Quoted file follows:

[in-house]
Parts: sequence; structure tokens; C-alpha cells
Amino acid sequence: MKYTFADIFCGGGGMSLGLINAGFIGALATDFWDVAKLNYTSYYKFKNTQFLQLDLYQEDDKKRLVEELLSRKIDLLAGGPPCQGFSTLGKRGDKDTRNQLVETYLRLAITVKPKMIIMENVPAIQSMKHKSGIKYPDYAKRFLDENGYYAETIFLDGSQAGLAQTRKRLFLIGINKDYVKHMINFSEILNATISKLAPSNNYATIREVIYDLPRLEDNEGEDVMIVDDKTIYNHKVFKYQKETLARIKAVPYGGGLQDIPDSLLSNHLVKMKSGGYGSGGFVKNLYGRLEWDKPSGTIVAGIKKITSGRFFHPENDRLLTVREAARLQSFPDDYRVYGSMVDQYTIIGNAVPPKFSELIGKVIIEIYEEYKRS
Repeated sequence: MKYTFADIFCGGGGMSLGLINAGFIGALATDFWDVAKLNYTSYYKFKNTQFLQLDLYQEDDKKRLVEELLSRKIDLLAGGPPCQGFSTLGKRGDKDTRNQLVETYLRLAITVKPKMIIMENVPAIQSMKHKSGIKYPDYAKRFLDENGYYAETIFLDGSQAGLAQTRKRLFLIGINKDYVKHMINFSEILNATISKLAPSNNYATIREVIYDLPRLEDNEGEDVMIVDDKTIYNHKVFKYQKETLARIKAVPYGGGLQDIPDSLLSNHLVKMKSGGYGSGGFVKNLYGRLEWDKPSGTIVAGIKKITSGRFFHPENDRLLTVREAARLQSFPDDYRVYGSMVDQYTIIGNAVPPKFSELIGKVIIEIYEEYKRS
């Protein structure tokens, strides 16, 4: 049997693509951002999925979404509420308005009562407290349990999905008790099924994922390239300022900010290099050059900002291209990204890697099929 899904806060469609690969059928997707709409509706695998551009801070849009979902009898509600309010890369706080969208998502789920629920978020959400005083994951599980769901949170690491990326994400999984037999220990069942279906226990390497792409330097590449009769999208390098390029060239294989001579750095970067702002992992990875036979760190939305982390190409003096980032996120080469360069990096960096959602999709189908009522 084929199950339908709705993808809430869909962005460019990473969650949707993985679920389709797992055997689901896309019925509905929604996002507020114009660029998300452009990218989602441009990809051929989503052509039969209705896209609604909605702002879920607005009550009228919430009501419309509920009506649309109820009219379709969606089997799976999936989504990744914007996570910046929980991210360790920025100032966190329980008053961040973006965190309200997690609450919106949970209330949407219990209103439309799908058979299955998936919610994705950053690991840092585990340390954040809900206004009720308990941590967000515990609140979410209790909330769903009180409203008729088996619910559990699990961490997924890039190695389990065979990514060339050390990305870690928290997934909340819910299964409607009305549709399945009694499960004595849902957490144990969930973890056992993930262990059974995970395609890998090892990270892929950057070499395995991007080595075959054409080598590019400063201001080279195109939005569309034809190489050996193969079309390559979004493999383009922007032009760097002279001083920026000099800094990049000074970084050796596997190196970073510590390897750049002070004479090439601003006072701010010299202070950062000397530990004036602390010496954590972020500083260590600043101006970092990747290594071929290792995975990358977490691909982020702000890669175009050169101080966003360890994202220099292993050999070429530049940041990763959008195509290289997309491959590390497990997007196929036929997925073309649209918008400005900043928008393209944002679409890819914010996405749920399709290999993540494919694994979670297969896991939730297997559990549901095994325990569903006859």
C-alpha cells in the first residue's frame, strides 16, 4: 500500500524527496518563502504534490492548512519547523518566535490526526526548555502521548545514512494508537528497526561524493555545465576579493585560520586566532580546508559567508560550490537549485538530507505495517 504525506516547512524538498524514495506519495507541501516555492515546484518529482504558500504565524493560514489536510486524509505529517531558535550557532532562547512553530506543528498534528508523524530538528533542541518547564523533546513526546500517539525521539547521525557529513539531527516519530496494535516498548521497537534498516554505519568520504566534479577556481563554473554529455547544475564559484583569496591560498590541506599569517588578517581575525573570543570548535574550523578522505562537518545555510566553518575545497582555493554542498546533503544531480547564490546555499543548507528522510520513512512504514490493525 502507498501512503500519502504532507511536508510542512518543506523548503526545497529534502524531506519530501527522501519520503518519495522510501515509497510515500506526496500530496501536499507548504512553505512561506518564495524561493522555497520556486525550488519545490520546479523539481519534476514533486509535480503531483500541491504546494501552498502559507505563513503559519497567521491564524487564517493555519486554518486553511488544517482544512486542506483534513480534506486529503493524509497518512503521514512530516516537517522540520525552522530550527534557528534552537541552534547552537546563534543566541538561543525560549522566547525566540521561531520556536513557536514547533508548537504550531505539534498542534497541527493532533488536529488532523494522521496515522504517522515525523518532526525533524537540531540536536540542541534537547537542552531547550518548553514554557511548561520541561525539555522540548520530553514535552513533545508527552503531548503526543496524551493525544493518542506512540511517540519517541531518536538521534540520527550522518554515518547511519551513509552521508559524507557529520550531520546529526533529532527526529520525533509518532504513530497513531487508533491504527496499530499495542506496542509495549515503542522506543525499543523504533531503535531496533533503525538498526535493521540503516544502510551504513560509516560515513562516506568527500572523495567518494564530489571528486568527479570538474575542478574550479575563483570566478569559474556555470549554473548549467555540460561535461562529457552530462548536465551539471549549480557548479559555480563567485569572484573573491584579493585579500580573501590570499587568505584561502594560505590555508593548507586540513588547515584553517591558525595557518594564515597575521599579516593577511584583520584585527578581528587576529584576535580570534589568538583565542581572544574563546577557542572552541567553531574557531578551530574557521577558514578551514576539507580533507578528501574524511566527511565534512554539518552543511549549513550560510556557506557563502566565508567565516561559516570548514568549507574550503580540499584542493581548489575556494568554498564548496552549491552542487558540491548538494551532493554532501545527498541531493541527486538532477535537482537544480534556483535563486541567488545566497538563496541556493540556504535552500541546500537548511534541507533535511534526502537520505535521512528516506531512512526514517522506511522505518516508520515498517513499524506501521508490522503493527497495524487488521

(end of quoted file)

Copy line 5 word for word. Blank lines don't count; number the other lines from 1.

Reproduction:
């Protein structure tokens, strides 16, 4: 049997693509951002999925979404509420308005009562407290349990999905008790099924994922390239300022900010290099050059900002291209990204890697099929 899904806060469609690969059928997707709409509706695998551009801070849009979902009898509600309010890369706080969208998502789920629920978020959400005083994951599980769901949170690491990326994400999984037999220990069942279906226990390497792409330097590449009769999208390098390029060239294989001579750095970067702002992992990875036979760190939305982390190409003096980032996120080469360069990096960096959602999709189908009522 084929199950339908709705993808809430869909962005460019990473969650949707993985679920389709797992055997689901896309019925509905929604996002507020114009660029998300452009990218989602441009990809051929989503052509039969209705896209609604909605702002879920607005009550009228919430009501419309509920009506649309109820009219379709969606089997799976999936989504990744914007996570910046929980991210360790920025100032966190329980008053961040973006965190309200997690609450919106949970209330949407219990209103439309799908058979299955998936919610994705950053690991840092585990340390954040809900206004009720308990941590967000515990609140979410209790909330769903009180409203008729088996619910559990699990961490997924890039190695389990065979990514060339050390990305870690928290997934909340819910299964409607009305549709399945009694499960004595849902957490144990969930973890056992993930262990059974995970395609890998090892990270892929950057070499395995991007080595075959054409080598590019400063201001080279195109939005569309034809190489050996193969079309390559979004493999383009922007032009760097002279001083920026000099800094990049000074970084050796596997190196970073510590390897750049002070004479090439601003006072701010010299202070950062000397530990004036602390010496954590972020500083260590600043101006970092990747290594071929290792995975990358977490691909982020702000890669175009050169101080966003360890994202220099292993050999070429530049940041990763959008195509290289997309491959590390497990997007196929036929997925073309649209918008400005900043928008393209944002679409890819914010996405749920399709290999993540494919694994979670297969896991939730297997559990549901095994325990569903006859």